There was a time way back in the last century when the Super Bowl was a guaranteed clunker: a preordained blowout where the only reason to tune in would be the ingenious, quirkily creative commercials, stunning examples of the mangled collision of art and commerce. Maybe you had to watch a game that ended with a score of 42-10, but you got to see Apple computers make a black-and-white revolution against Orwellian subservience (in the form of IBM).
This year’s game was a return to that turgid past, with the Denver Broncos beating the Carolina Panthers 24-10, in a contest with enough flags, fumbles, and failure play to make up a season highlight package for the 1976 Tampa Bay Buccaneers. Yet this year there was not even the saving grace of inventive ads designed to make us sit up in our seats. If you were from another planet and judged earth solely on the basis of these Super Bowl advertisements, you’d be forgiven for thinking that we are a place of heterosexual breeders who somehow find people to have unprotected sex with, despite our toe fungus, irritable bowel syndrome, or opioid constipation. As much as $5 million was spent for every 30 seconds of commerce, with Big Pharma ubiquitous in its presence. Their ads had such an unrelenting scatological tone that my Twitter feed was filled with references to the “Pooper Bowl” or the “Super Bowel.” Second to the parade of prescription drugs were the NFL ads “celebrating” the children who were born nine months after the Super Bowl throughout the years. It wasn’t endearing, it was creepy.
Even the night’s highlight: Beyonce’s performance of her fierce new single “Formation” felt like it was cut way too short because the halftime concert organizers clearly needed more time for… Coldplay. The British band was such an awkward choice for the halftime festivities that they brought in Beyoncé and Bruno Mars to save the day. The two certainly tried, but Chris Martin, the lead singer of Coldplay, kept poking his head between the two performers like a cold shower. Far more importantly, Queen Bey’s background dancers gave us the photo of the night, holding up a photo that read “Justice for Mario Woods,” remembering the young man who died in a hail of gunfire at the hands of San Francisco police. It demonstrated that the black berets and X formations of Beyoncé’s set were not just radical chic but represented a depth, substance, and concrete links to the call for justice.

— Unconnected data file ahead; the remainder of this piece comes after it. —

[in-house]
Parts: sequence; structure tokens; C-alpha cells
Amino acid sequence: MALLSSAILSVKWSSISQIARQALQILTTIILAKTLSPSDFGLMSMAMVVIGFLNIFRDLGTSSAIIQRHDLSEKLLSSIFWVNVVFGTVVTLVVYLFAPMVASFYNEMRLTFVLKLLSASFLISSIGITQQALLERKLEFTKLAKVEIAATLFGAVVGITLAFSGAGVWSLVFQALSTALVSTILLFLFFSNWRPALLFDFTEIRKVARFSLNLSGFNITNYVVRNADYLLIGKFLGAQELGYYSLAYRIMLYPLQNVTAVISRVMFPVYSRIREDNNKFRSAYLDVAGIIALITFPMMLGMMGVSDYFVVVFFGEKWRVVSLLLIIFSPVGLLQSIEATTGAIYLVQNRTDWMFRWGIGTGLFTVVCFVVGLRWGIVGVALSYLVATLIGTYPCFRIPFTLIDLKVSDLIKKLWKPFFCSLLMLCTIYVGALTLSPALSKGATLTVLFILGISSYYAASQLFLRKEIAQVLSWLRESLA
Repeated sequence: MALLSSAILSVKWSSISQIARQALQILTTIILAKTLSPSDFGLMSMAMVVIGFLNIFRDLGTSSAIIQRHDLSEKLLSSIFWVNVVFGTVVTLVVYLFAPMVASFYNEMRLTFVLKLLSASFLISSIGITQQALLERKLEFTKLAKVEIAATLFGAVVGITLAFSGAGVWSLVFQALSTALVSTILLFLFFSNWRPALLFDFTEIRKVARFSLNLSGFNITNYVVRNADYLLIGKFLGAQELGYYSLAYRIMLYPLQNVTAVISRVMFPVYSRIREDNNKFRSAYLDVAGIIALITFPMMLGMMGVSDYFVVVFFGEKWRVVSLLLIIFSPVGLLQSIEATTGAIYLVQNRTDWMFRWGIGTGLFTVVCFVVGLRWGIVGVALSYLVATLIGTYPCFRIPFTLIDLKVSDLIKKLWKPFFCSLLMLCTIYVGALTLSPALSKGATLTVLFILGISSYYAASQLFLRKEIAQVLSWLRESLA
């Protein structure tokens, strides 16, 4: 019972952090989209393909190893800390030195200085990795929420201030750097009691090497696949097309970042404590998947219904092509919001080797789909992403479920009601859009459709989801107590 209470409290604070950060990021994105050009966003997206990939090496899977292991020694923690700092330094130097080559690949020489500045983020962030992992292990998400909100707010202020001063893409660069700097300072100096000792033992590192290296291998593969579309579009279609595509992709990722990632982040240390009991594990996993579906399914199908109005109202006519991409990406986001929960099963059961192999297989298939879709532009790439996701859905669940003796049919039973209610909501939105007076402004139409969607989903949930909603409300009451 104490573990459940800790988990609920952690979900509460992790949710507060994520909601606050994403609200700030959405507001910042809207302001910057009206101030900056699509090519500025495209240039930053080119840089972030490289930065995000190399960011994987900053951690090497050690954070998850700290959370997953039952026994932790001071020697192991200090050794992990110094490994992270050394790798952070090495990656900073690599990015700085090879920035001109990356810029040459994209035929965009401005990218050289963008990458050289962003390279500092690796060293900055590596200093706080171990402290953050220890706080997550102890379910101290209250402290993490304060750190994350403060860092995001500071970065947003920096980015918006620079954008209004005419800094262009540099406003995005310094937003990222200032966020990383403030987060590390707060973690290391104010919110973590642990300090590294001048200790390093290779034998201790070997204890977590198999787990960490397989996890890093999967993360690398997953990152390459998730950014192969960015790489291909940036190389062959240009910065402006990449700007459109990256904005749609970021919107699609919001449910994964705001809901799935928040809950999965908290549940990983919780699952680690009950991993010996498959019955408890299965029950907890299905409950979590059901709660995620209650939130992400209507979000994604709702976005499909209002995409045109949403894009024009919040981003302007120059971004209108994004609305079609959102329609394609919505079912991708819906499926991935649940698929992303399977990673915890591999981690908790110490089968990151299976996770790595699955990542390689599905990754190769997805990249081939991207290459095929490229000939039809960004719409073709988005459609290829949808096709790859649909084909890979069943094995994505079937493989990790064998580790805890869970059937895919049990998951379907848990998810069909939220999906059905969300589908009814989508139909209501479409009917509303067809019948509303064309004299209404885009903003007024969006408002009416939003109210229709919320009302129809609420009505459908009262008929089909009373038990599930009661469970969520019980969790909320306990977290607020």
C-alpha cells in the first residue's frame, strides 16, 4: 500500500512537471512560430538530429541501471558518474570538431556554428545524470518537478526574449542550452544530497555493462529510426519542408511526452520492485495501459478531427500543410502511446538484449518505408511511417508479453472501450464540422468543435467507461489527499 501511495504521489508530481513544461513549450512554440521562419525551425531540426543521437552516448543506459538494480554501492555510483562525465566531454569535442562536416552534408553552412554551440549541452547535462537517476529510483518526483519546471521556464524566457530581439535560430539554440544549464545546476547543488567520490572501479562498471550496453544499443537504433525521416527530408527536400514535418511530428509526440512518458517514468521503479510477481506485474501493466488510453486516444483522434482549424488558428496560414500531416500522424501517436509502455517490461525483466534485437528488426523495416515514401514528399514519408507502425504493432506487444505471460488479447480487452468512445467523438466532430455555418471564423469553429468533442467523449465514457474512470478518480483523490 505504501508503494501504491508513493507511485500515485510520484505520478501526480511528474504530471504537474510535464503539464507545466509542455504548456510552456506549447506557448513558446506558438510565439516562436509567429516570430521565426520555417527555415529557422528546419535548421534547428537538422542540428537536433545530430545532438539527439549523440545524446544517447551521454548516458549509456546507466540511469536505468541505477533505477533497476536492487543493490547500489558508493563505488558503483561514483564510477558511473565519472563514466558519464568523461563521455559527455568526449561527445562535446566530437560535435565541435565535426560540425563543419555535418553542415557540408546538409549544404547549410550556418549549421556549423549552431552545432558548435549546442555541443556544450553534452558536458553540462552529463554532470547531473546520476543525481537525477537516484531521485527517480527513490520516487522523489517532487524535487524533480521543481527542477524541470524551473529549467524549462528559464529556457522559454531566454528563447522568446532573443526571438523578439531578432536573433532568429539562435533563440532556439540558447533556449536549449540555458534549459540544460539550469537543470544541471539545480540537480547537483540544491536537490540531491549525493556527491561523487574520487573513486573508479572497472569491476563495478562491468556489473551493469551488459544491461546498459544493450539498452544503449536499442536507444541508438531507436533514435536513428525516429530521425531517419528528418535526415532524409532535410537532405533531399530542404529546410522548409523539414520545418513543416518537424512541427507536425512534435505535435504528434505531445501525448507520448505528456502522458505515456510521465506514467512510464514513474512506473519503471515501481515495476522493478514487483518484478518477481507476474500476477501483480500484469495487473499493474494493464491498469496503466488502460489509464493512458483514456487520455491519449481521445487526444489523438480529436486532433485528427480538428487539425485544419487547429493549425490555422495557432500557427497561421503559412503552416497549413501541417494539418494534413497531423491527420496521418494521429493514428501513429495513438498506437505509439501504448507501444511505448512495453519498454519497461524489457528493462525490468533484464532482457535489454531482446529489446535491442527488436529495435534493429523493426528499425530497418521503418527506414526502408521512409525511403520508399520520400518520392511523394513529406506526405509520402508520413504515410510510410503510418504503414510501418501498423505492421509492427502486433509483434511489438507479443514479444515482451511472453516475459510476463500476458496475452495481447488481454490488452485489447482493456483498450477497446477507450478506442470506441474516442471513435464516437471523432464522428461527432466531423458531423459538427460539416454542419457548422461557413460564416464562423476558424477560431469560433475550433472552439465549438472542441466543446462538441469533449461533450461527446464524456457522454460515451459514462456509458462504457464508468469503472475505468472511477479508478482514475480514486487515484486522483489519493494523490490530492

It does, however, speak volumes that the highlight of the evening was a photo posted on Twitter. The lowlight was seeing Carolina Panthers quarterback Cam Newton, the NFL’s MVP, get humbled by a historically great Denver Broncos defense. It reminded me of legendary New York Times sportswriter Robert Lipsyte’s description of seeing Muhammad Ali toy with Floyd Patterson as resembling the act of “pulling off the wings of a butterfly piecemeal.” For people who had fallen for Cam, the night was difficult to endure. According to ESPN’s stats department, Cam “was pressured on 42.9% of his dropbacks, the highest percentage in a game of his career.” After the game, he walked out of his press conference after three minutes, which has already led to a new round of dim-witted, starch-headed takes about his faults as a leader. Cam Newton is not a bad leader. Cam Newton is a human being, although a human being that clearly a great many people—after his epic season—wanted to see brought low.
Meanwhile, as Cam Newton was pilloried, 39-year-old Denver Broncos quarterback Peyton Manning was glorified. Despite the fact that he also played a wretched game by any statistical measure, despite the fact that he is being investigated by the NFL for using human growth hormones (to be clear, I don’t give a shit what any of these athletes put in their bodies to play the most violent sport on earth), he was lionized in the aftermath as the ultimate role model. Meanwhile, former player Bill Romonowski called Cam Newton “boy” on Twitter. (He later deleted the tweet and apologized.)
It was that kind of a night. Unless you were somehow connected to the city of Denver, a big fan of awful offensive line play, or appreciate the quicksilver fast Broncos linebacker Von Miller, it was difficult to endure. The ugliness of it all turned damn near satirical when Peyton, in what may be his last game, took time after the contest to kiss his business partner John Schnatter, the owner of Papa John’s Pizza, on the cheek and namedropped Budweiser on national television. Even with his entire family looking on, even in the afterglow of what was perhaps his last time on a football field, Peyton still found time to shill. It was uncomfortable and even nauseating to witness. It was also completely in tune with the environment. This is the NFL: a warped moral universe where Peyton is a hero, Cam is a villain, we all cuss each other out on social media, and the guys in the backroom count the money laughing at the rubes. They say, “The NFL Is Family,” but maybe Commissioner Roger Goodell’s marketeers are making a cheeky organized-crime reference, since it is not a family worth claiming as your own.